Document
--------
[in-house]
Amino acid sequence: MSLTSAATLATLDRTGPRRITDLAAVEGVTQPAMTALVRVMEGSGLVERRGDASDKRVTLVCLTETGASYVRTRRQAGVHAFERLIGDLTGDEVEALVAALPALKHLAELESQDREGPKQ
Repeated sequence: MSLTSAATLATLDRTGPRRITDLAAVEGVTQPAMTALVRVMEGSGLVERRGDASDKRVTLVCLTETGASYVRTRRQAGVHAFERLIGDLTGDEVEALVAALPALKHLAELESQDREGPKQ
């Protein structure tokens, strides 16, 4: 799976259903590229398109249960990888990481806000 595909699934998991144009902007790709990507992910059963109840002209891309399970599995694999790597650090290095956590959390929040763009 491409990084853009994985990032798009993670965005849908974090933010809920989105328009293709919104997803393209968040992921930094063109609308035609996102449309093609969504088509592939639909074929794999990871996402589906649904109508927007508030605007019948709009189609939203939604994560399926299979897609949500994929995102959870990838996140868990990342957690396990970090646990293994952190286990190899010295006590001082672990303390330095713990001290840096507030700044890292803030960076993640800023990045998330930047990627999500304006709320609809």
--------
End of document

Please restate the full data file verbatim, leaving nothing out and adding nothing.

[in-house]
Amino acid sequence: MSLTSAATLATLDRTGPRRITDLAAVEGVTQPAMTALVRVMEGSGLVERRGDASDKRVTLVCLTETGASYVRTRRQAGVHAFERLIGDLTGDEVEALVAALPALKHLAELESQDREGPKQ
Repeated sequence: MSLTSAATLATLDRTGPRRITDLAAVEGVTQPAMTALVRVMEGSGLVERRGDASDKRVTLVCLTETGASYVRTRRQAGVHAFERLIGDLTGDEVEALVAALPALKHLAELESQDREGPKQ
């Protein structure tokens, strides 16, 4: 799976259903590229398109249960990888990481806000 595909699934998991144009902007790709990507992910059963109840002209891309399970599995694999790597650090290095956590959390929040763009 491409990084853009994985990032798009993670965005849908974090933010809920989105328009293709919104997803393209968040992921930094063109609308035609996102449309093609969504088509592939639909074929794999990871996402589906649904109508927007508030605007019948709009189609939203939604994560399926299979897609949500994929995102959870990838996140868990990342957690396990970090646990293994952190286990190899010295006590001082672990303390330095713990001290840096507030700044890292803030960076993640800023990045998330930047990627999500304006709320609809």